I thought the staying still part of all this was going to be a doddle, I’ve had blood taken many times and I never flinch, but of course the Amnio is a needle going into your lower abdomen, which as it turns out is a very sensitive part of your body. The needle pierced my tummy and I automatically flinched, I couldn’t help it. They told me to stay still again like I had any control over my body at that precise moment in time, of course I didn’t want to be moving, I knew exactly what moving might mean for my baby. 

It’s like when you get stung by a bee, you automatically move away from the sting, and that’s the only thing I can compare the Amniocentisis  too. 

A bee sting.

It wasn’t painful, and when the needle was in you didn’t even notice it was there, I did feel a bit conflicted about having amniotic fluid taken out of the baby’s sack when it appeared that it was already too low. 

It was all over as quickly as it had started, the needle was taken away, the paper towels removed and my tummy dried. My tummy just felt normal, like nothing had happened but I was very aware that I needed to pee again! 

I needed to go back to the little room for the debrief, but first I needed to pee. It was only when I went to pee I realised that I had shooty pains in my lower tummy. It felt like my insides were going to fall out, and the shooty pains felt like what you might have when you have a bladder infection.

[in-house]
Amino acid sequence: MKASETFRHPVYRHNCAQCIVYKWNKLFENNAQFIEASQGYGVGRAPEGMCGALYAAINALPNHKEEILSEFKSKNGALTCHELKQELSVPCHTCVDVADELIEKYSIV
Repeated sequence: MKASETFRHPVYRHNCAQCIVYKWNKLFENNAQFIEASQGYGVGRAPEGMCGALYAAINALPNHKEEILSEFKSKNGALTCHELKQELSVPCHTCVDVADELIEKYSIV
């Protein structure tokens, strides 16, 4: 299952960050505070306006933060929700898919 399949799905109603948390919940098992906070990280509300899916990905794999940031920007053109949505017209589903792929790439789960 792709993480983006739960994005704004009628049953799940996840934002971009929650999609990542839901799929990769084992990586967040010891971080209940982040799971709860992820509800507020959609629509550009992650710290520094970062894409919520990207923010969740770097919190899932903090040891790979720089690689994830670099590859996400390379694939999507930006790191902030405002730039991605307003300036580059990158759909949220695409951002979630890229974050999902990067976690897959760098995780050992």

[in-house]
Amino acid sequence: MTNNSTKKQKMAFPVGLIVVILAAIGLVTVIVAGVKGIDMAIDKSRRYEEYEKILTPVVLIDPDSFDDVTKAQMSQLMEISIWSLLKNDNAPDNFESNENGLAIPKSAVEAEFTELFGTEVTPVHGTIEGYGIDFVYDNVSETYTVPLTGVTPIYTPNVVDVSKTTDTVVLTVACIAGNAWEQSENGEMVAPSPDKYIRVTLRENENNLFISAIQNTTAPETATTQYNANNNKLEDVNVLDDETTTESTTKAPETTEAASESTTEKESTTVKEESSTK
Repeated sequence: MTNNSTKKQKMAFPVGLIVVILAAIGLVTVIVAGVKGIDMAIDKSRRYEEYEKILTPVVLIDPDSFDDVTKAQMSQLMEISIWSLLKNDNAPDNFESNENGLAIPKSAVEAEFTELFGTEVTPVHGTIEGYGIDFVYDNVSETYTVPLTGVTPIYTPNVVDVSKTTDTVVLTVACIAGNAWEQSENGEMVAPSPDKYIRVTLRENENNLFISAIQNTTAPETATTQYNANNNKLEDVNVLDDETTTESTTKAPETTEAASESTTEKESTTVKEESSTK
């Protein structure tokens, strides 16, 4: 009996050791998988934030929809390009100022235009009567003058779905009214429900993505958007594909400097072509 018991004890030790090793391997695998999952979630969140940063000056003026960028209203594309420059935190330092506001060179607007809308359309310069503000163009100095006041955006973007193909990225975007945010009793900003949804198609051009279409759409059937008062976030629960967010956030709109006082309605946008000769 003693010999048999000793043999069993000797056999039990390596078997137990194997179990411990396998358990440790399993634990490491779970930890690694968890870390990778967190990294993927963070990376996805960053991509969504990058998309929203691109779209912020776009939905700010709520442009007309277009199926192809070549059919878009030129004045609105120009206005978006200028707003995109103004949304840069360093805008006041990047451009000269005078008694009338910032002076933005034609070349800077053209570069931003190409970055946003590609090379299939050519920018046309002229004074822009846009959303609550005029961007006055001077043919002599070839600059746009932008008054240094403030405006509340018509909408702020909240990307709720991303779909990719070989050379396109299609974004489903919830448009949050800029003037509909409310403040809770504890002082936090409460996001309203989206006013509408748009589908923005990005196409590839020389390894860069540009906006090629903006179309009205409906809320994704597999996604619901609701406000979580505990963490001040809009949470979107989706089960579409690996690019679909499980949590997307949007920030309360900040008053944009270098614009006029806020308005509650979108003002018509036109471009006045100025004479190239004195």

I soon worked out that the shooty pains were worse when I was walking around, not so bad when I was sitting. I went and found a seat in the same little room we had been shown to when I had arrived, and Dr Kirby talked me through what they had seen.

His prognosis was bleak, 'if multiple anomalies confirm, the prognosis will be adverse in terms of mortality and morbidity whatever the underlying aetiology'.

To me that reads, that if all of the findings on the scans are 100% there, regardless of whatever is wrong with Nugget, there won't be a good outcome for baby.

The consultant expected the Amnio results would highlight a Chromosome Anomoly, and I could tell he was pondering Trisomy 18 - Edwards Syndrome and he mentions it more than once in the sonography report that was later handed to me.

I was basically told that the abnormalities on their own would usually be ok, but it was the combination of the abnormalities that pointed toward them being underlying issues in a bigger picture.

Ultimately this appointment solidified what I thought was about to happen. I expected the Amniocentisis to come back and confirm the diagnosis of Edwards Syndrome. My next step then would be to be booked in to have labour induced, to meet and say goodbye to my baby all at the same time.

I had accepted what I was told at my scan on Tuesday, so this time no tears fell. The consultant must have thought I had a heart of stone, this time I stayed composed and accepted everything that I had been told. 

I left the hospital knowing that I would be back on Thursday for the echo scan, but I knew that at some point on or before then... I would have the first set of results back.

I didn’t feel anxious, I didn’t feel like I was waiting for these results, because I didn’t feel that they would have good news. 

Thankfully baby came through the Amniocentisis which for me is a big milestone in itself. The shooty pains weren’t overly painful and didn’t require me to take any paracetamol for them. 

Over the next few days it was like it had never even happened.